document.write(unescape("%3Cscript src='" + gaJsHost + "google-analytics.com/ga.js' type='text/javascript'%3E%3C/script%3E"));


try {
var pageTracker = _gat._getTracker("UA-1111111-11");
pageTracker._trackPageview();
} catch(err) {}
</body>
</html>

Update: Here’s how the code should look using the new asynchronous tag.  Note, I haven’t actually implemented this yet, but it’s pretty straightforward.

<!DOCTYPE html PUBLIC "-//W3C//DTD XHTML 1.0 Transitional//EN" "http://www.w3.org/TR/xhtml1/DTD/xhtml1-transitional.dtd">
<html xmlns="http://www.w3.org/1999/xhtml" xml:lang="en" lang="en">
<head>
<meta http-equiv="Content-Type" content="text/html; charset=utf-8" />
<title>Exclude Me</title>
</head>
<body onLoad="javascript:pageTracker._setVar('test_value');">
<p>This computer now has a cookie placed on it to exclude it from any Google Analytics reports.</p>
<p>If you delete your cookies, you will need to revisit/reload this page again.</p>

  var _gaq = _gaq || [];
  _gaq.push(['_setAccount', 'UA-1111111-11']);
  _gaq.push(['_trackPageview']);

  (function() {
    var ga = document.createElement('script'); ga.type = 'text/javascript'; ga.async = true;
    ga.src = ('https:' == document.location.protocol ? 'https://ssl' : 'http://www') + '.google-analytics.com/ga.js';
    var s = document.getElementsByTagName('script')[0]; s.parentNode.insertBefore(ga, s);
  })();


</body>
</html>

With Omniture’s SiteCatalyst, there may (and should) be a quicker way (please comment if you know it), but I manage it by logging in and going straight to “Exclude by IP”

Omniture SiteCatalyst Exclude by IP

Omniture SiteCatalyst Exclude by IP - Click To Enlarge

OMNITURE SITECATALYST – IP/DOMAIN EXCLUSION

Here you’ll be able to add IP addresses one by one to your report suites.

Omniture SiteCatalyst IP Exclusion

Omniture SiteCatalyst IP Exclusion - Click To Enlarge

Two limitations: I don’t know of a way to add a domain exclusion, and if you want to exclude a large number of IP addresses, my Omniture account manager told me it would involve their professional services team ($$$).  I’ll have that need soon and I’m too stubborn to pay for something that should be free.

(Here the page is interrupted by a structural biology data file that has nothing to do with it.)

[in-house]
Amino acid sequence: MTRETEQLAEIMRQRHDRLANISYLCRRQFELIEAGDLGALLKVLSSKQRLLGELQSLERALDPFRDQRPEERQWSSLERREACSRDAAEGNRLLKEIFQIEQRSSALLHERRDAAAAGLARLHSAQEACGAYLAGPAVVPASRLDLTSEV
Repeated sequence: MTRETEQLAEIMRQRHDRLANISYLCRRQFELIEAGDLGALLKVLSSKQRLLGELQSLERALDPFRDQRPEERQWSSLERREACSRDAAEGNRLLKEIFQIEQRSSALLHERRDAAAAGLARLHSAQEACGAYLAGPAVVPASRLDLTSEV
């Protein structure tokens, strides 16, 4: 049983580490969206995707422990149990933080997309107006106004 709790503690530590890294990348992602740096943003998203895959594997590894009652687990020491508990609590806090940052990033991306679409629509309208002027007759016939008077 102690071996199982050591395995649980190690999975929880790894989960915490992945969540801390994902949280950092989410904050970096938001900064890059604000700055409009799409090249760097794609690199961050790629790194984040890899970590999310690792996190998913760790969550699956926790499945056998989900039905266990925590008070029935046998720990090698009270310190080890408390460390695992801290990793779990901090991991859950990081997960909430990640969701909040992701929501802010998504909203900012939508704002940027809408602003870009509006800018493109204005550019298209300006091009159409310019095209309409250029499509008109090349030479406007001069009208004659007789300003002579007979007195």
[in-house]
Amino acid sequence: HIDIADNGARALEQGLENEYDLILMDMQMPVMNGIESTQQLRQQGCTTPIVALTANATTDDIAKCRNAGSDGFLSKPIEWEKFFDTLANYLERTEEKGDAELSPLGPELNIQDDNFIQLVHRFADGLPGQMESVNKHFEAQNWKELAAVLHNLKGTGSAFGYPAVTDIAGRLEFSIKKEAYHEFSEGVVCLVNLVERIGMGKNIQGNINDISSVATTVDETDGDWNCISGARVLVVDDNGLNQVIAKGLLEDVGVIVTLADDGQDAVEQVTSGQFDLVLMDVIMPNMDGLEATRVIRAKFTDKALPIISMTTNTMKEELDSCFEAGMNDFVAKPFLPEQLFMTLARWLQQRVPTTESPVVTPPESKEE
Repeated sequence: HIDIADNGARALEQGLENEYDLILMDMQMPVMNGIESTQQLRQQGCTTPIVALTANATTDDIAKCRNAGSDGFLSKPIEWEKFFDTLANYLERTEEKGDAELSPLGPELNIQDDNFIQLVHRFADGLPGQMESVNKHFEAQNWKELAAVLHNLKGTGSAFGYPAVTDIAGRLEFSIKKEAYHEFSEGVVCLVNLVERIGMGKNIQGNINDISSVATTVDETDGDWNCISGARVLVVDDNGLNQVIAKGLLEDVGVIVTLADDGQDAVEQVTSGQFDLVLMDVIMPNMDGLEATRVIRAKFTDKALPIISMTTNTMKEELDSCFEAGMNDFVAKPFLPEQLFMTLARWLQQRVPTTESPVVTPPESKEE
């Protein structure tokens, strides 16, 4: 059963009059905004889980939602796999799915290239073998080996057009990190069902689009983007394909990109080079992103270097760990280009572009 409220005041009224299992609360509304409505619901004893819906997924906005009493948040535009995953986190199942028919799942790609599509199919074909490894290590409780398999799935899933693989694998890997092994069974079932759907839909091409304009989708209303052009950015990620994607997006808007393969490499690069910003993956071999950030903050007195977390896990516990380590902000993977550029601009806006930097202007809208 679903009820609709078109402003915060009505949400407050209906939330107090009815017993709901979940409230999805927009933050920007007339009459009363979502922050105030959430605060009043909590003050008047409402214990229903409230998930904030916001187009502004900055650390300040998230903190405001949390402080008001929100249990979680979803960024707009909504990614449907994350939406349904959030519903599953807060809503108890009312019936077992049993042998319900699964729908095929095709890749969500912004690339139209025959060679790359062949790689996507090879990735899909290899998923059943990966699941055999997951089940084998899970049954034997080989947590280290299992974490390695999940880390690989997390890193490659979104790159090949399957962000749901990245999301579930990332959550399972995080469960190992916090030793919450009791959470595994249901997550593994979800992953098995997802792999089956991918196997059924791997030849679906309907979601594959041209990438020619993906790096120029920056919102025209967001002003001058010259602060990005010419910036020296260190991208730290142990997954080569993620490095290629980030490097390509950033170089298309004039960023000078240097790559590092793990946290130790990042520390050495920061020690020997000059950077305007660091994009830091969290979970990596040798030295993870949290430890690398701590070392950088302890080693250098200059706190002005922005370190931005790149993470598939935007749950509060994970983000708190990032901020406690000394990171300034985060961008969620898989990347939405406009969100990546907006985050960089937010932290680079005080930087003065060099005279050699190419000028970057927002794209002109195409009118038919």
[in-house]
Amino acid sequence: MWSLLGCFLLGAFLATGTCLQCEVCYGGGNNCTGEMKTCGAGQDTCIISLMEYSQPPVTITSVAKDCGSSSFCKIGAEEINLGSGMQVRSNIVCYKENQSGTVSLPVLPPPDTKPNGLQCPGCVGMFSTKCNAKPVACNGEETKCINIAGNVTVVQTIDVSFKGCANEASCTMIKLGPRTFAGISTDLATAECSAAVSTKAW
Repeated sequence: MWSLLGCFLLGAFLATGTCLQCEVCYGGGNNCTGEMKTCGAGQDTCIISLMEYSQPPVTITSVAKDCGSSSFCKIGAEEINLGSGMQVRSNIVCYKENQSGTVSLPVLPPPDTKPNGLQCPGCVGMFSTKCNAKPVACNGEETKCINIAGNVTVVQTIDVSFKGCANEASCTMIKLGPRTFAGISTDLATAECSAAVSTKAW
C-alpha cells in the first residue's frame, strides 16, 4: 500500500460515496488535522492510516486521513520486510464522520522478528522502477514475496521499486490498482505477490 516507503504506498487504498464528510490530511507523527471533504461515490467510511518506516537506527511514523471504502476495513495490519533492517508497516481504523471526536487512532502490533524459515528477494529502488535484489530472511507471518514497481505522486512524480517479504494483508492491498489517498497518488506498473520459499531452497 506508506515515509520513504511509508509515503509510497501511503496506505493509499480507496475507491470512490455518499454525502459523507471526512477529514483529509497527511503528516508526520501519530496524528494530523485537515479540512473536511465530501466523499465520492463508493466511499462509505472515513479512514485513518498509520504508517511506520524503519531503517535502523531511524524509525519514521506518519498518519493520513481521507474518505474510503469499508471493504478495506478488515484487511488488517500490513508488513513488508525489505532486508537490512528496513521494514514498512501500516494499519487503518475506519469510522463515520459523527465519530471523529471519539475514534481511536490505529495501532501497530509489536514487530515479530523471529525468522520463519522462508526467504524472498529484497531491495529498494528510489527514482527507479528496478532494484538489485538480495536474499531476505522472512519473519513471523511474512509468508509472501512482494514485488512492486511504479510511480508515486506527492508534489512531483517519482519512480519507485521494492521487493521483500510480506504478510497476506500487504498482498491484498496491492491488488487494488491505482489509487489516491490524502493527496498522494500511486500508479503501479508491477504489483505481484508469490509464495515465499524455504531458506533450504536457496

OMNITURE SITECATALYST – COOKIE EXCLUSION

To enable cookie exclusion, on that same “Exclude by IP” you will see a very well-hidden link title “click here” (brilliant label) that will take your cookie “jar”.

Omniture SiteCatalyst Cookie Exclusion Option

Omniture SiteCatalyst Cookie Exclusion Option - Click To Enlarge

Here you’ll either see a button that says “Exclude” (your computer is not yet excluded and needs to have a cookie placed on it) or “Reactivate” (your computer already has the needed cookie placed on it).

Interesting!  When I went to take my screenshot I ran into an error.  I tried multiple browsers, report suites and computers.  For now you’ll need to trust me the button usually exists where “undefined” is below.

Omniture SiteCatalyst Cookie Exclusion Error

Omniture SiteCatalyst Cookie Exclusion Error - Click To Enlarge

A very big downside of Omniture cookie exclusion implementation is that you must log on to SiteCatalyst to place the cookie.  So you can’t have non-users just visit a page that places the cookie on their machine.  You have to either grant them access or log in yourself from their machine.

Gotchas

  1. Beware of automatic cookie deletions.
  2. Dynamic IP addresses, ISP changes and location growth can quickly invalidate your filters.
  3. Creating new profiles (Google Analytics) or report suites (SiteCatalyst) requires you to apply your chosen exclusion technique to them.  It will not occur automatically.

I hope this helps explain the two exclusion methods, two web analytics vendors’ implementation of those methods and a few of the hazards to avoid when implementing them.